Former Sheriff Joe Arpaio of Arizona’s Maricopa County has lots of time on his hands as he waits to go on trial next month on charges he defied a federal judge’s order to stop singling out Latinos for traffic stops, reports the New York Times. There was a time when it almost did not matter what other elected officials said or did about immigration. His was the only voice that counted. Now the positions he embraces — more agents on the border, more power to local police agencies to enforce federal immigration law — are emanating from the Oval Office.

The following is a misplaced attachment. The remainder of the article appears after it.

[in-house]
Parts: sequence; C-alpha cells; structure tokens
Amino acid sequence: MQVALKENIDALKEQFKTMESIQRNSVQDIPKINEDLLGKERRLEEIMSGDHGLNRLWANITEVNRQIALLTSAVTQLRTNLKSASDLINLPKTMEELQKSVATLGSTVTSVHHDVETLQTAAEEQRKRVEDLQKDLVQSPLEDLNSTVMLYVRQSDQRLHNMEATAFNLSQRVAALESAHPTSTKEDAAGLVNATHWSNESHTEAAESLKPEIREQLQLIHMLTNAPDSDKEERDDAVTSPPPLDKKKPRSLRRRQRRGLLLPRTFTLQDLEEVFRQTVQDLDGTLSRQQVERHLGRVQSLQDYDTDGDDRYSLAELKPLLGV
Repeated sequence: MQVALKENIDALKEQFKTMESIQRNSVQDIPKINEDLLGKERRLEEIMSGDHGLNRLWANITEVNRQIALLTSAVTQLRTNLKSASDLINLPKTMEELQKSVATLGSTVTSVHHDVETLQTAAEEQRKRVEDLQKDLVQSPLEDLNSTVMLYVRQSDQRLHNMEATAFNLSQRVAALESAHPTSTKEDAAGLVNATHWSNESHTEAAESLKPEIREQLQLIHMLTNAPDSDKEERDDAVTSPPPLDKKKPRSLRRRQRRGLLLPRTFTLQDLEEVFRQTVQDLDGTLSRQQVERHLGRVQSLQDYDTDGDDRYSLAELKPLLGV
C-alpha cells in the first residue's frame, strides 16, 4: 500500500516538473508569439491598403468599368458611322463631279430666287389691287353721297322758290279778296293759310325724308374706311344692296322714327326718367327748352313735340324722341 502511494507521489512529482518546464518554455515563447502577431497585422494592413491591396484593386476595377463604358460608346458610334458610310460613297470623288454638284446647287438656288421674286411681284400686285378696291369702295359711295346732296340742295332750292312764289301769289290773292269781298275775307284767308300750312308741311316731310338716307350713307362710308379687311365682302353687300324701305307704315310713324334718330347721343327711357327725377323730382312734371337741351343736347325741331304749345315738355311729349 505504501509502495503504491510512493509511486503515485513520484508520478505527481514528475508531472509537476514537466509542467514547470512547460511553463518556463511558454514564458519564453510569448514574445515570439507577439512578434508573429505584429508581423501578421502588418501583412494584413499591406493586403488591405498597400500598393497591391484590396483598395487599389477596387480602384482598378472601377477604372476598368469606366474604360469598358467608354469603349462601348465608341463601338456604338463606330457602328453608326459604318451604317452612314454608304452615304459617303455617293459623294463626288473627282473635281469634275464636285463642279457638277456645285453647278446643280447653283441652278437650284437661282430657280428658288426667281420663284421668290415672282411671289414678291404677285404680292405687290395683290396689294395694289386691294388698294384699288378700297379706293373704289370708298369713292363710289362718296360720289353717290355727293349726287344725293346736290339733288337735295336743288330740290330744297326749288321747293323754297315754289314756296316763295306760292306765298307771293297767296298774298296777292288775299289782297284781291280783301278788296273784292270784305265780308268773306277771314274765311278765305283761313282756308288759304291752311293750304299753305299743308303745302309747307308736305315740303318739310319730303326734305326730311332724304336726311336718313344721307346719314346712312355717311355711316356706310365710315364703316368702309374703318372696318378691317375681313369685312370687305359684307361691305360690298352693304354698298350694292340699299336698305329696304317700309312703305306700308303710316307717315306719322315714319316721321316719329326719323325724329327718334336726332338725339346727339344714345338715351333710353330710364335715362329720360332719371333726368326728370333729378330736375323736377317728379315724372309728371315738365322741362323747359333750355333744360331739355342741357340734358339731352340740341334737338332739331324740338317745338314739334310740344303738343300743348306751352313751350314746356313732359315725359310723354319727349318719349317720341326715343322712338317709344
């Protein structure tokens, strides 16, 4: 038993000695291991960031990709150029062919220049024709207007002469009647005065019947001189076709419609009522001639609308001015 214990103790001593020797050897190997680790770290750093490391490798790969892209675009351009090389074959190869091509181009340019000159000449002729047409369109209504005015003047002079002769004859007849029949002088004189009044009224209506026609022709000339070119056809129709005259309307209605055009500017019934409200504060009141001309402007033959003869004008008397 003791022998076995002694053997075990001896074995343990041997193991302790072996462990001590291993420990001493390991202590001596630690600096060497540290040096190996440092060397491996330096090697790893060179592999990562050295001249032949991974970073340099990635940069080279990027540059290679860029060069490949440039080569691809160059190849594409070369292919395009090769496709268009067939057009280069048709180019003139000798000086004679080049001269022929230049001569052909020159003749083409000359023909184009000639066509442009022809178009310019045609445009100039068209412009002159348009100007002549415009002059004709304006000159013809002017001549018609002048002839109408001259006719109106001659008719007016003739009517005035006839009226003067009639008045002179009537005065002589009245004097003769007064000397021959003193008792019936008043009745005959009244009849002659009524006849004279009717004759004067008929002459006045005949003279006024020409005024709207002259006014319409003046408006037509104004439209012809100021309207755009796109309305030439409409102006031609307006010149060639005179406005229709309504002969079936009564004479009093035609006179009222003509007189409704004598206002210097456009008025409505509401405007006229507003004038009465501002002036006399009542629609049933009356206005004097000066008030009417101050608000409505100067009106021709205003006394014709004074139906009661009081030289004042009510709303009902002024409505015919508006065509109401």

Arpaio attributes his ouster from office to President Barack Obama, as well as the federal judge who charged him with criminal contempt of court three weeks before the general election, and the voters who turned their backs on him. At his former office, Arpaio’s successor, Paul Penzone, is working to redefine the role of the agency, which for so long revolved around the personality of the man in charge. “There was an expectation by the media that this office was really a story generator,” said Penzone, a former Phoenix police sergeant. There were also, he said, “a lot of men and women in this organization who came to work believing it was their job to identify methods to promote the former sheriff.” The case against Arpaio was started by Obama’s Justice Department, but will end with Donald Trump’s. If convicted of criminal contempt of court, a misdemeanor, Arpaio could spend six months in jail.